We’d just relocated to a new area, and I was out shopping for groceries with my toddler son. We had family coming to town that weekend, so I made a special stop at a higher-end, expensive grocery store to pick up some hard-to-find ingredients for a family meal.
While parking the car and wrangling my son out of his seat, I took note of all the Mercedes and Audis in the parking lot. These luxury cars reaffirmed in my mind that we were at a more upscale grocer.
I looked down at the floor of my car in need of a good vacuuming and felt an instant rush of unworthiness.
Inside, after gathering our ingredients, my son and I waited in line to pay. I looked about and saw some business people on their lunch break , dressed impeccably in suits and rushing to get back to work.
I felt a pang of jealousy for what I perceived as their importance.
I also saw the woman ahead of me in line – trendy bag slung over her shoulder, ring finger almost disappearing under her stacked diamonds and her designer label shoes. Once again, I made a mental comparison against myself.
My hoodie and flip-flops didn’t quite cut the mustard.
How did I feel walking out of that grocery store? I felt badly about myself and my situation in life. I let the enemy whisper lies into my ear – lies of unworthiness, lies of inadequacy and lies that smacked of materialism.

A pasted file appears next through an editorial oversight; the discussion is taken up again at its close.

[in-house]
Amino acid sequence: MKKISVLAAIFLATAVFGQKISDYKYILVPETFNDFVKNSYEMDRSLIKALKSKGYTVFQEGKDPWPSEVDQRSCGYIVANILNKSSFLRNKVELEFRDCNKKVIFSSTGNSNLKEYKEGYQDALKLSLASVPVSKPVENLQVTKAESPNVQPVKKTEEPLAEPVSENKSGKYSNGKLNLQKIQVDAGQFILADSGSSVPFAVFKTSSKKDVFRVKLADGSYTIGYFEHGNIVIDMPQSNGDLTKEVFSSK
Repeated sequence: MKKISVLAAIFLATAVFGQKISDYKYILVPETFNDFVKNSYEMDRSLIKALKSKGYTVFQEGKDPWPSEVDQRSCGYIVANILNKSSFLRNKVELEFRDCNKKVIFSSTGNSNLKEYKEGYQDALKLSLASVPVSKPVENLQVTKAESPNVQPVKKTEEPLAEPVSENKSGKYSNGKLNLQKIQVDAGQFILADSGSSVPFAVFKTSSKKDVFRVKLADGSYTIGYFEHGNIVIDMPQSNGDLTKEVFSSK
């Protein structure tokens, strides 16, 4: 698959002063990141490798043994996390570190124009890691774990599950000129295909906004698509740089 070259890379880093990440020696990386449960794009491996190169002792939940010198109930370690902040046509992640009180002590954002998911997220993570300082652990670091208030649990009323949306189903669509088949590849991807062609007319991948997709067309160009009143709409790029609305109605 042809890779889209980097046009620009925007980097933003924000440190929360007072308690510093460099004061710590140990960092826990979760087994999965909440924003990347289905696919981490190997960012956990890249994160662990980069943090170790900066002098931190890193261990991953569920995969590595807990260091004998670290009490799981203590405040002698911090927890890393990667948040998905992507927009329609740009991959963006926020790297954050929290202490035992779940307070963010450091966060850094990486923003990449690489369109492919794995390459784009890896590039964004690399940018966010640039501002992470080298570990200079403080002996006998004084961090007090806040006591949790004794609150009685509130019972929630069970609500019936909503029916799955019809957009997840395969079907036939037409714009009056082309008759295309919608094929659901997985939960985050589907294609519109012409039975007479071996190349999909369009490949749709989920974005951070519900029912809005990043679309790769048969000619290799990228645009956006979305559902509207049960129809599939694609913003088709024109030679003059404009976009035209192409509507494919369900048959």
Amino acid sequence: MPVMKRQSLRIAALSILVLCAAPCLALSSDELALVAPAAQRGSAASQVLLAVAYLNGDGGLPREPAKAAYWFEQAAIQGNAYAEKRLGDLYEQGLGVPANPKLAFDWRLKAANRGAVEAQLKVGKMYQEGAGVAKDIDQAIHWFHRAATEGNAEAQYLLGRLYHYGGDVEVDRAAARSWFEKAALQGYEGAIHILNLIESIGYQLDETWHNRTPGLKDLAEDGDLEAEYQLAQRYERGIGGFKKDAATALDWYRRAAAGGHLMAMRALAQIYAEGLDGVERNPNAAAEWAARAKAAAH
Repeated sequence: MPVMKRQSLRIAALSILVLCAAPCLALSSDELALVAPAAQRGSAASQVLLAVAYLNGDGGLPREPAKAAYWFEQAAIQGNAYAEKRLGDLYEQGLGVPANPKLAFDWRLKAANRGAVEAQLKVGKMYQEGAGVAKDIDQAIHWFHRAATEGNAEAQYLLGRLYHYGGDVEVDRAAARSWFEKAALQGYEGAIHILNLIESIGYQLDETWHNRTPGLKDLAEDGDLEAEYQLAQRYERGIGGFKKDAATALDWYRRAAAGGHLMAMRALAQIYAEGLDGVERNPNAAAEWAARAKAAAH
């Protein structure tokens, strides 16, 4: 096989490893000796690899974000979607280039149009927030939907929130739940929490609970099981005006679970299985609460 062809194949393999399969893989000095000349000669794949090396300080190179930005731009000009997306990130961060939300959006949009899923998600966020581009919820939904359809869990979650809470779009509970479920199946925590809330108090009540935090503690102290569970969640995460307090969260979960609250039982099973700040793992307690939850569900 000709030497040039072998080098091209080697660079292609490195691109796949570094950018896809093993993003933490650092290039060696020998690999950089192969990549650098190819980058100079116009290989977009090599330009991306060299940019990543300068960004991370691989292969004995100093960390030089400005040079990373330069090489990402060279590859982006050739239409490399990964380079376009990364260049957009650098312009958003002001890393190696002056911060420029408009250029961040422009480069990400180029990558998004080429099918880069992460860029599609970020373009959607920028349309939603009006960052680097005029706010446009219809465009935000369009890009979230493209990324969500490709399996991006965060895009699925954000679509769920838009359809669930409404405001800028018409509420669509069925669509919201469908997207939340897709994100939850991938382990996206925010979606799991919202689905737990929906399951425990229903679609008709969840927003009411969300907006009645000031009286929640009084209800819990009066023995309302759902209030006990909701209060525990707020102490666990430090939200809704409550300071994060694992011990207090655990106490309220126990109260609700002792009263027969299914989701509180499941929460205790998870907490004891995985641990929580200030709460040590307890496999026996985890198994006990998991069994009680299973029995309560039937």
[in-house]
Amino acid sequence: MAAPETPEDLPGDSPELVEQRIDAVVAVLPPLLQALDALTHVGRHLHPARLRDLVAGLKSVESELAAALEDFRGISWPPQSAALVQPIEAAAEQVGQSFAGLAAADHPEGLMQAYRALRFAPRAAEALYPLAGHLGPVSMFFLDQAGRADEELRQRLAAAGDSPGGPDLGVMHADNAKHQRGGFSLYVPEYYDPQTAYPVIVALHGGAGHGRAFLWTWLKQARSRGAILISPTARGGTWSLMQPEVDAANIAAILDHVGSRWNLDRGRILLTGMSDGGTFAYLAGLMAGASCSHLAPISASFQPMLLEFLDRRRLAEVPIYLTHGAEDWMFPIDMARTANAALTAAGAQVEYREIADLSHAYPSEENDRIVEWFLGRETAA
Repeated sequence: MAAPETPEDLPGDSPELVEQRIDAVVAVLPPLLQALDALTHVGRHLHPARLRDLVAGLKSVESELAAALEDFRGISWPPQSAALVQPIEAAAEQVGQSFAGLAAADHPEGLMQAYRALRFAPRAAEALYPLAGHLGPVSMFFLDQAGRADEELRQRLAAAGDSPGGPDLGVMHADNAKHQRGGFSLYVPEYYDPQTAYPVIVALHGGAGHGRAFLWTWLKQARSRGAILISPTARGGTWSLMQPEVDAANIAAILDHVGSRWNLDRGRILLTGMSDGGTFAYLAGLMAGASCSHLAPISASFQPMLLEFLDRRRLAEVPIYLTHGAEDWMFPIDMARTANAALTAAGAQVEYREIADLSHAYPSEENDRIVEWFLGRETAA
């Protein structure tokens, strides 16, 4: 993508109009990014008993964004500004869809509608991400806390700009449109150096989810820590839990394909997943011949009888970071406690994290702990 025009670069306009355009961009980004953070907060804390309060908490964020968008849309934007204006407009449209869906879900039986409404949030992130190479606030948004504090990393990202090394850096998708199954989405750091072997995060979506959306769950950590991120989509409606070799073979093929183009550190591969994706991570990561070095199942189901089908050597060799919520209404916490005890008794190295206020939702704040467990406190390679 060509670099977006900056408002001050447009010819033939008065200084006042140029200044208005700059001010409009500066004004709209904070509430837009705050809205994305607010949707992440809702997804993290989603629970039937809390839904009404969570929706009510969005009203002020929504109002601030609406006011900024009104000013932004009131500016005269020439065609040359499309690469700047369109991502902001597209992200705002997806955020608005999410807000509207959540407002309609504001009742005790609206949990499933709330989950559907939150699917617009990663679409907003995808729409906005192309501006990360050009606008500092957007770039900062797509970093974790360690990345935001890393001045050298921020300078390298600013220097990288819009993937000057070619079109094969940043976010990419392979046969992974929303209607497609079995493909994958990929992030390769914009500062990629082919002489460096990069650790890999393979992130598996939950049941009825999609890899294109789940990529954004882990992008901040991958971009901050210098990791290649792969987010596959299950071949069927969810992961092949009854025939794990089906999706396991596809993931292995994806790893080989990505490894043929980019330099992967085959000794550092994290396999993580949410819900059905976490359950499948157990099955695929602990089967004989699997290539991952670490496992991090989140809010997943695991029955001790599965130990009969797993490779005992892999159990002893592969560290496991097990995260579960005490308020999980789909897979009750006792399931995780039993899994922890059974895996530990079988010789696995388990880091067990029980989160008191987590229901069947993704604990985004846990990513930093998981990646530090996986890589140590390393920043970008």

I was immediately convicted by the Holy Spirit. I had allowed every one of the blessings in my life to pale in comparison to those few superficial observations.
Instead of feeling joy in knowing that I was free to stay home with my son because God paved a financial way for that to happen, I felt unimportant.
When I should have been thankful for God’s timing in bringing us to this new area and orchestrating our move to another state, instead, I felt unsure and self-conscious.
Instead of looking at the precious gift at my side and his upturned face, innocent eyes gleaming with wonder, I was looking at “things.”
I prayed a prayer of repentance and asked God to forgive me. The Lord used a quick errand to gently remind me that the process of walking with Him requires my eyes to be trained upward toward Jesus and nowhere else.
In the same way that Peter removed his gaze from Jesus and began to slip under the waves, it is the same for us. No matter what situation we find ourselves in – a difficult day disciplining the children, a health matter, financial stress or even a routine stop at the store – it doesn’t matter. Jesus is there, holding out His hand, beckoning us closer even still.
There is no greater peace or hope available anywhere.
Thank you, Father, for your merciful grace in our lives. Let us keep our eyes on you, Lord Jesus.
“Let us fix our eyes on Jesus, the author and perfecter of our faith, who for the joy set before him endured the cross, scorning its shame, and sat down at the right hand of the throne of God.” Hebrews 12:2 (NIV)
By: Erin Rodgers
Photo Credit: Memphis CVBLeave a Comment